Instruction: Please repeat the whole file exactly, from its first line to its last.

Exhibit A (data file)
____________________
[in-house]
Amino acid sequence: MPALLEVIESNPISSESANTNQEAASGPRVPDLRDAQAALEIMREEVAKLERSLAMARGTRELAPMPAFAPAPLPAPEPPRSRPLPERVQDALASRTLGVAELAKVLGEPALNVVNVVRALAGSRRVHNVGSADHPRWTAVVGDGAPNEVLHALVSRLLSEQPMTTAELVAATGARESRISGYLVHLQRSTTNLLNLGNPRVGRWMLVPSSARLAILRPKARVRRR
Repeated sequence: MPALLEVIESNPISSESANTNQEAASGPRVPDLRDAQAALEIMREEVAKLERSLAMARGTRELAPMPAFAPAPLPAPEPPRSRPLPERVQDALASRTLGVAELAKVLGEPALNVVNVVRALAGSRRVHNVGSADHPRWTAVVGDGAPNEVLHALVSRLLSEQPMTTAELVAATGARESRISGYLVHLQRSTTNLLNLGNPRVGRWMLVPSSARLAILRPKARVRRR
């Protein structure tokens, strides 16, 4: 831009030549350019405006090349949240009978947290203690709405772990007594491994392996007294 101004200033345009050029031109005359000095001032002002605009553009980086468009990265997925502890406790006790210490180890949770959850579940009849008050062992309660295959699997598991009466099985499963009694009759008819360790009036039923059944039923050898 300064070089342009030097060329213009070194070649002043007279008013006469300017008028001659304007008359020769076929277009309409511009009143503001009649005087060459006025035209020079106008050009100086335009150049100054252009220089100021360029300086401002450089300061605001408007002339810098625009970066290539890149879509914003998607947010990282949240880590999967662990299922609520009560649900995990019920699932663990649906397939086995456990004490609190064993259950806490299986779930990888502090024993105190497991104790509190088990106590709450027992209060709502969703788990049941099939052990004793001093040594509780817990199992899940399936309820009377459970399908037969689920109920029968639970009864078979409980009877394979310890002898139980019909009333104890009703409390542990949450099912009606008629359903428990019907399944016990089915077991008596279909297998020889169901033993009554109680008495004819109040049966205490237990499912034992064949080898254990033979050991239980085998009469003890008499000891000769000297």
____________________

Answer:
[in-house]
Amino acid sequence: MPALLEVIESNPISSESANTNQEAASGPRVPDLRDAQAALEIMREEVAKLERSLAMARGTRELAPMPAFAPAPLPAPEPPRSRPLPERVQDALASRTLGVAELAKVLGEPALNVVNVVRALAGSRRVHNVGSADHPRWTAVVGDGAPNEVLHALVSRLLSEQPMTTAELVAATGARESRISGYLVHLQRSTTNLLNLGNPRVGRWMLVPSSARLAILRPKARVRRR
Repeated sequence: MPALLEVIESNPISSESANTNQEAASGPRVPDLRDAQAALEIMREEVAKLERSLAMARGTRELAPMPAFAPAPLPAPEPPRSRPLPERVQDALASRTLGVAELAKVLGEPALNVVNVVRALAGSRRVHNVGSADHPRWTAVVGDGAPNEVLHALVSRLLSEQPMTTAELVAATGARESRISGYLVHLQRSTTNLLNLGNPRVGRWMLVPSSARLAILRPKARVRRR
């Protein structure tokens, strides 16, 4: 831009030549350019405006090349949240009978947290203690709405772990007594491994392996007294 101004200033345009050029031109005359000095001032002002605009553009980086468009990265997925502890406790006790210490180890949770959850579940009849008050062992309660295959699997598991009466099985499963009694009759008819360790009036039923059944039923050898 300064070089342009030097060329213009070194070649002043007279008013006469300017008028001659304007008359020769076929277009309409511009009143503001009649005087060459006025035209020079106008050009100086335009150049100054252009220089100021360029300086401002450089300061605001408007002339810098625009970066290539890149879509914003998607947010990282949240880590999967662990299922609520009560649900995990019920699932663990649906397939086995456990004490609190064993259950806490299986779930990888502090024993105190497991104790509190088990106590709450027992209060709502969703788990049941099939052990004793001093040594509780817990199992899940399936309820009377459970399908037969689920109920029968639970009864078979409980009877394979310890002898139980019909009333104890009703409390542990949450099912009606008629359903428990019907399944016990089915077991008596279909297998020889169901033993009554109680008495004819109040049966205490237990499912034992064949080898254990033979050991239980085998009469003890008499000891000769000297």